Notably, Cowen analyst Oliver Chen says that the reopening of the economy means Fall 2021 represents "one of the biggest back-to-school and back-to-work seasons we'll ever see in our lifetimes."

According to Reality Shares, Target scores a maximum of 10 on its five-year dividend record. Moreover, TGT's Altman Z-score is 4.9.

Ally Financial

  • Market value: $20.1 billion
  • Dividend yield: 1.8%
  • Estimated dividend growth over the next 12 months: 31.6%
  • DIVCON rating: 5

Ally Financial (ALLY), formerly GMAC but now independent of General Motors (GM), is one of the largest auto financing companies in the U.S. It also operates an online bank (Ally Bank), offers insurance, operates a trading platform (Ally Invest), and provides mortgage, consumer and corporate loans.

The company has enjoyed rising demand across its business segments and sits on a solid balance sheet, with $13.1 billion in cash and cash equivalents at the end of the third quarter of 2021.

In each of the last six quarters, Ally Financial has reported earnings that have surpassed Wall Street expectations. Another tidbit: Its forward price-to-earnings ratio is 8.4, which is well below the S&P 500's 21. In other words, ALLY is also one of the cheapest among safe dividend stocks.

UBS has a Buy rating on the stock. Analyst Manu Srivareerat writes in a report that "the combination of resilient NIM (net interest margin), positive operating leverage and contained credit costs should result in substantial profitability expansion and tangible book value accretion."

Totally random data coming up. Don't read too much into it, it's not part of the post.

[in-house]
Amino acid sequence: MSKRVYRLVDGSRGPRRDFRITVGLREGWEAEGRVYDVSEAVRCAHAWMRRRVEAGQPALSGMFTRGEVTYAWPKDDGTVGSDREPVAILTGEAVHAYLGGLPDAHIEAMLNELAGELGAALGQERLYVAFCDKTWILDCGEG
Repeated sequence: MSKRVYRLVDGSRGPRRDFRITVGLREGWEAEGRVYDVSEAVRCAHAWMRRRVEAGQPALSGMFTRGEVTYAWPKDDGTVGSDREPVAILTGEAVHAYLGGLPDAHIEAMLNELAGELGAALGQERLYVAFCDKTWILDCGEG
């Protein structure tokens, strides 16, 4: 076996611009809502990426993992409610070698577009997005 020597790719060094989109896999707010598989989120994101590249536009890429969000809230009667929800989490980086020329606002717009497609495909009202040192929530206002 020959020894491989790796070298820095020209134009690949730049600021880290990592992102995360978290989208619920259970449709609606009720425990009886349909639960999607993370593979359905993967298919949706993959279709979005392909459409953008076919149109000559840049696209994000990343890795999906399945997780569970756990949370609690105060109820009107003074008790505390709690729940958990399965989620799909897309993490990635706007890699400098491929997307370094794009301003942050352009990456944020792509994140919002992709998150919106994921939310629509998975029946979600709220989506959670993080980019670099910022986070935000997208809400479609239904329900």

Piper Sandler analyst Kevin Barker has an Overweight (Buy) rating on Ally, calling it a "significant outperformer" over the past year. The company is "structurally more profitable" than it was before the pandemic began, due to "more pricing power in their deposit franchise" and thus the stock will be driven by the trajectory of its earnings.

Jefferies Financial Group

  • Market value: $10.3 billion
  • Dividend yield: 2.4%
  • Estimated dividend growth over the next 12 months: 50%
  • DIVCON rating: 5

Jefferies Financial Group (JEF) is a truly diversified investment bank. Its business encompasses investment banking and capital markets, commercial mortgage banking, asset management, online platform, foreign exchange trading, real estate and vehicle financing. Moreover, JEF is involved in businesses that include oil and gas exploration, auto dealerships, broadband services and gold and silver mining, according to Morningstar.

Business diversity did not detract the firm from delivering financially: Jefferies had a robust showing in the third quarter: net revenue of $1.65 billion, which was a record for a third quarter. It was up 19% from the same quarter in 2020, which itself hit a record as well for net revenue, the firm reported. Adjusted earnings came to $1.50 per share, up 40% year-over-year.